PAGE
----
The great ethanol scam and how it threatens our cars.
Earlier this year, the Environmental Protection Agency issued another one of those announcements read exclusively by government bureaucrats and green policy wonks. The EPA decided to delay a decision to increase the concentration of ethanol legal in gasoline from 10% to 15%. So-called E15 fuel would have to wait for approval until November.
It was a little-read regulatory decision that barely made a splash in the media. But it was also a rock thrown at Washington’s hornets’ nest of food and agricultural lobbyists. “We are disappointed,” warned food giant Archer Daniels Midland. “We find this further delay unacceptable” and a “dereliction of duty,” harrumphed ethanol lobbying group Growth Energy.
By delaying the decision, the EPA punted on a crucial decision. The pressure brought to bear against the agency by the agriculture industry has been incredible. It’s also been applied well; the EPA will most likely still approve E15 fuel in the fall.
That’s bad news for any American who likes to drive. In a country powered by the automobile, E15 is an enormous question mark. Since the 1970s when ethanol was first regulated by the feds, concentrations of alcohol in fuel above 10% have been illegal. But the government, lost in a dream world where cars can run on corn, has tied itself in regulatory knots trying to force ethanol into the fuel supply.
The history of ethanol is a sad torrid affair of crony capitalism and green fantasies. By jumping in bed with the agriculture industry and blindly slapping on new regulations, the government artificially propped up an industry and put itself in a bind from which there may be no return.
From Suing Toyota to Subsidizing E15
Across America, pumps at gas stations are emblazoned with the words, “Contains 10% Ethanol.” That’s no free market innovation. Since the 1970s, the federal government has heavily subsidized the production of “gasohol”—a blend of 90% gasoline and 10% ethanol that reduces tailpipe emissions. For decades, progressive politicians and environmental groups have revered ethanol as a miracle additive that will help purify America’s air. “No country has ever gone to war over ethanol,” reads one sign on the Washington, D.C. Metro subway.
There’s just one problem: Ethanol fuel is wildly inefficient. The amount of corn required to soak the fuel supply is massive. To shift America’s car culture entirely from gasoline to gasohol would require 700,000 square miles of land growing corn exclusively for ethanol production. That would mean converting one-fifth of the United States into a sprawling corn farm.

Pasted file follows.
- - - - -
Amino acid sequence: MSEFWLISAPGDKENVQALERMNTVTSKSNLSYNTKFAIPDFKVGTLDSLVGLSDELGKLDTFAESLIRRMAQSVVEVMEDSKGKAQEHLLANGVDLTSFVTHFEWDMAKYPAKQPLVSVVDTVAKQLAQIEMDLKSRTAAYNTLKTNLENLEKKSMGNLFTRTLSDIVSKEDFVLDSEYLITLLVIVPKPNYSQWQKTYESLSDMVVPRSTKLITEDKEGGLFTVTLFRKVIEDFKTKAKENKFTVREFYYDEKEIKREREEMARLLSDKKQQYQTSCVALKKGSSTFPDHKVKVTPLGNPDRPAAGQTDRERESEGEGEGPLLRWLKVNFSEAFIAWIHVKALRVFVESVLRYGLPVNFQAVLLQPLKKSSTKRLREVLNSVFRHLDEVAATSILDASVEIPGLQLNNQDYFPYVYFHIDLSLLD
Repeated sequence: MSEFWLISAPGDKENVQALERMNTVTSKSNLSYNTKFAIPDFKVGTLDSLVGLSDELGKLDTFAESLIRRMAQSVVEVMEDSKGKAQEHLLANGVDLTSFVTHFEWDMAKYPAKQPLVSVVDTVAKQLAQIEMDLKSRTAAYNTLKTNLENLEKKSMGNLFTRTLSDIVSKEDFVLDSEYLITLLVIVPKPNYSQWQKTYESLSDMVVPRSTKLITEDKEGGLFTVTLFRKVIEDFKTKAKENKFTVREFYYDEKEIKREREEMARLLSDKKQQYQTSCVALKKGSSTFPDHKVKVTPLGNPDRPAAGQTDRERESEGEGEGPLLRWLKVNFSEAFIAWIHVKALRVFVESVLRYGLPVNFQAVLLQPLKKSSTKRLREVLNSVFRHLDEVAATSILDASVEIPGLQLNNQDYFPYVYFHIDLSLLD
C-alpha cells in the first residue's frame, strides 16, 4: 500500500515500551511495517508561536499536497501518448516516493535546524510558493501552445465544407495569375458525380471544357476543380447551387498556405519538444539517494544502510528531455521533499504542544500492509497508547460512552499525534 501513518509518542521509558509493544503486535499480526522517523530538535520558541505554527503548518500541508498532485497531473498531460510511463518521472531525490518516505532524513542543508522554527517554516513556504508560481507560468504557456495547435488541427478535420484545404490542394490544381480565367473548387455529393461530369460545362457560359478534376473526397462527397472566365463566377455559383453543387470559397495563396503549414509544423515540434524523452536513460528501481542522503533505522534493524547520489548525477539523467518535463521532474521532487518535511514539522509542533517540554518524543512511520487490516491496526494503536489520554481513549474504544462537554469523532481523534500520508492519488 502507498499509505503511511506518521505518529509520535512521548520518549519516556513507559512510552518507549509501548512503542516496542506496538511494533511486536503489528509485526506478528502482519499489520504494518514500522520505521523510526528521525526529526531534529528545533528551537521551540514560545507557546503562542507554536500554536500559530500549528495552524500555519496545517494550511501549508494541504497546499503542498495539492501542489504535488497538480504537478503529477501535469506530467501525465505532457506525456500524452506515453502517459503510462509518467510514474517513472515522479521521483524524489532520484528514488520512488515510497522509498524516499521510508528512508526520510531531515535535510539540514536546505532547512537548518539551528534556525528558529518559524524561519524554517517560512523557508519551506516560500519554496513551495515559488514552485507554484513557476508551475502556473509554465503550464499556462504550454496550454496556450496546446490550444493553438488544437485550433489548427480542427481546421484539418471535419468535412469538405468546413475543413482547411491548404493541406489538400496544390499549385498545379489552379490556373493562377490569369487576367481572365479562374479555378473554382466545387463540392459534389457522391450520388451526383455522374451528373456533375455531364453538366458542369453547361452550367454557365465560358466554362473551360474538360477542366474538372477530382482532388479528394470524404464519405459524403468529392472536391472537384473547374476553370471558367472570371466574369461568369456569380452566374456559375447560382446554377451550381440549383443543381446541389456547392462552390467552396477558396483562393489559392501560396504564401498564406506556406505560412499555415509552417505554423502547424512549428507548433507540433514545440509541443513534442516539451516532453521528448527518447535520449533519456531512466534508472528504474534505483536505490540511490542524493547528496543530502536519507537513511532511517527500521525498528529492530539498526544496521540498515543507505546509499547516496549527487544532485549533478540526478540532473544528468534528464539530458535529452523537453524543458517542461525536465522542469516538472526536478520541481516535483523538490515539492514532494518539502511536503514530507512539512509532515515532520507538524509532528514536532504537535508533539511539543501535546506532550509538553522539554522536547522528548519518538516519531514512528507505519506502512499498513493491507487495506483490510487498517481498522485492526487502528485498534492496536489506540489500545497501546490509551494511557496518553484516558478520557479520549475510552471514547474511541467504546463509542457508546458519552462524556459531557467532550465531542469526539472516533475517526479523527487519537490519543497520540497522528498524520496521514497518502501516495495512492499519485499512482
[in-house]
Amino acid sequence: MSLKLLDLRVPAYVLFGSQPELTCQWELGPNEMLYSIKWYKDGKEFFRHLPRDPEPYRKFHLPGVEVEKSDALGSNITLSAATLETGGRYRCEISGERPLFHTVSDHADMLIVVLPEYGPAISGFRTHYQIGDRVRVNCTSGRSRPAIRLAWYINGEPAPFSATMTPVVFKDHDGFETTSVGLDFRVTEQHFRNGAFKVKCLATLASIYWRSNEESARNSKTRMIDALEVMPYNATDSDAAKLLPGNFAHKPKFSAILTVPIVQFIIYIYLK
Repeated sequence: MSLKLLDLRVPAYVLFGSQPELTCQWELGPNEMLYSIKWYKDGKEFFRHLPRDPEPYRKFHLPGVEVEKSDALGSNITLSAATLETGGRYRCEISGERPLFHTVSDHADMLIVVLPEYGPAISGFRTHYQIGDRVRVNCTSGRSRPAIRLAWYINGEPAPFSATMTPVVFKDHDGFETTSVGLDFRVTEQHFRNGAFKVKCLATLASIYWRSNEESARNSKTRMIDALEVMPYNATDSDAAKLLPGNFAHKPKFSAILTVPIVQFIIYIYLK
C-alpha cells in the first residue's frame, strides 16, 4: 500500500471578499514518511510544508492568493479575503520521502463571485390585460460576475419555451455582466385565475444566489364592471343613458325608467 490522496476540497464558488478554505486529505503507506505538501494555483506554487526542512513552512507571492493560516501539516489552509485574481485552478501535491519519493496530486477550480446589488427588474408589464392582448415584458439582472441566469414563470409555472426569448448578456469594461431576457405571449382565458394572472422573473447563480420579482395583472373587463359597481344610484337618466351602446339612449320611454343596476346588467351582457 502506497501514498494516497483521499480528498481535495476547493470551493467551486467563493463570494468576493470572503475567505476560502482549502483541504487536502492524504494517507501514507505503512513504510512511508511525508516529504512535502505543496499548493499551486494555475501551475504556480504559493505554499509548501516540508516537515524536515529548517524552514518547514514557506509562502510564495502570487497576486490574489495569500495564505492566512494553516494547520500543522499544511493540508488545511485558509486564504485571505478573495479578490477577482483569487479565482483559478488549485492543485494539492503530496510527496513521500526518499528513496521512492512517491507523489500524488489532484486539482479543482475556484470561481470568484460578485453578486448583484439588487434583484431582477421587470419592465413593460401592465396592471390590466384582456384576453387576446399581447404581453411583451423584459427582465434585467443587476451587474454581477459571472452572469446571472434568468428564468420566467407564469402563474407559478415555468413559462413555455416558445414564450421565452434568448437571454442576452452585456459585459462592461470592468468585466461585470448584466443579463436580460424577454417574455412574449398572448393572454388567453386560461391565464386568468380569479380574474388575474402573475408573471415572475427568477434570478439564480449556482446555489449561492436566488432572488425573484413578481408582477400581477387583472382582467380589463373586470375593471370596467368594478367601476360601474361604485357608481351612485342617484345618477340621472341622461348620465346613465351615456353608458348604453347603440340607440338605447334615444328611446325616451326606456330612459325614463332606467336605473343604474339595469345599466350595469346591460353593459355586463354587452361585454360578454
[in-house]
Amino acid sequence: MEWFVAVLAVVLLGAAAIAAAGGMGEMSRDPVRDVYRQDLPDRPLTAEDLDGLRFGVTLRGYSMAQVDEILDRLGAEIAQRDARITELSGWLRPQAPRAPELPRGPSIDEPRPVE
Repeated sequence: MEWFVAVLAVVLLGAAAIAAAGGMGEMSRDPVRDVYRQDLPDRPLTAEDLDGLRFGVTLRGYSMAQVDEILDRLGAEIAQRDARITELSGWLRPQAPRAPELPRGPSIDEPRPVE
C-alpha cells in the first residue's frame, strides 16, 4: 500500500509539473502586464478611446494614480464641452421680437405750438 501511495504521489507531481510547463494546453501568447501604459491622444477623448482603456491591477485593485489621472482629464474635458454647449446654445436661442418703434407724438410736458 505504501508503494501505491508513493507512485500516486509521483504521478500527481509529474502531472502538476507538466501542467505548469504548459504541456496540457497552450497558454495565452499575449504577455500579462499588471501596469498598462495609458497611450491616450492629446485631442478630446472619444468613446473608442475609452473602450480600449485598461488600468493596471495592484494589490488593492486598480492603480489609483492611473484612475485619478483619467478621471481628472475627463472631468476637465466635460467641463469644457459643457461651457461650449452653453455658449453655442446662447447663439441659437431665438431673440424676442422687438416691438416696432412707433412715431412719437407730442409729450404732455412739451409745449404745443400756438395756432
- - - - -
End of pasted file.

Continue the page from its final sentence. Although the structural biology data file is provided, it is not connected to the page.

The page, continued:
Then again, the government never found a green boondoggle it didn’t love. For five years now, Congress has been mandating that the fuel supply be diluted with ethanol. The Energy Policy Act of 2005 required 7.5 billion gallons of ethanol in the fuel supply by 2012. A Democratic Congress went a step further in 2007, mandating 9 billion gallons by 2008, 15.2 billion by 2012, and 36 billion by 2022.
Unfortunately, that whole Economics 101, supply-and-demand thing got in the way. The maximum amount of ethanol that can be produced to meet demand, called the “blend wall,” is expected to level out at 15 billion. That will make it impossible to meet the government’s mandates.
The agriculture industry, represented primarily by Archer Daniels Midland and Growth Energy, spied an opportunity. Why not increase the legal gasohol concentration from 10% ethanol to 12% or even 15%? That would immediately ignite ethanol production and allow the government to meet its mandate. More importantly, it would make Big Agriculture some serious money.
The EPA looked ready to raise the limit until science finally intervened. A study surfaced by the National Renewable Energy Laboratory from 2008 that found E15 ethanol caused a raft of problems in cars, including a loss of fuel economy and spikes in exhaust temperatures. Meanwhile the higher concentration of ethanol did nothing to reduce tailpipe emissions. The study also found problems when E15 fuel was used in lawn trimmers.
The car industry exploded in outrage. Most car warranties only cover E10, which could leave customers stuck with hefty bills if their engines were damaged. A study done by the Alliance of Automobile Manufacturers found E15 “made engines run hot, compromised catalytic converters, and even damaged cylinder walls.”
To its credit, the EPA ultimately delayed its decision in order to review the science. But in the meantime they’ll have an army of powerful agricultural lobbyists leaning on them. Even supported by its scaffolding of government subsidies and mandates, the ethanol industry is collapsing. The recession shuttered several ethanol companies. Others were gobbled up by oil giants at bargain prices. Some estimates suggest ethanol producers are losing 10 cents on every gallon of gasoline. This is all despite the fact that 25% of corn grown in the United States goes towards ethanol production.
The agricultural industry needs E15. And if history is any indication, it’ll probably get what it wants.
A man of faith in a godless age is hitting Americans where it hurts.
Mr. and Mrs. American Spectator Reader, let P.J. O’Rourke talk sense to your kids.
In Britain, defending your property can get you life.
The debacle of this president’s administration is both a cause and a symptom of the decline of American values. Unless Congress impeaches him, that decline will go on unchecked. An eminent jurist surveys the damage and assesses the chances for the recovery of our culture.
It won’t take long for conservatives to scratch this presidential wannabe off their 2008 scorecard.
The American Christmas, like the songs that celebrate it, makes room for everybody under the rainbow. Is that why so many people seem to be hostile to it?
Was the President done in by the economy, or by the politics of the economy?
H/T to National Review Online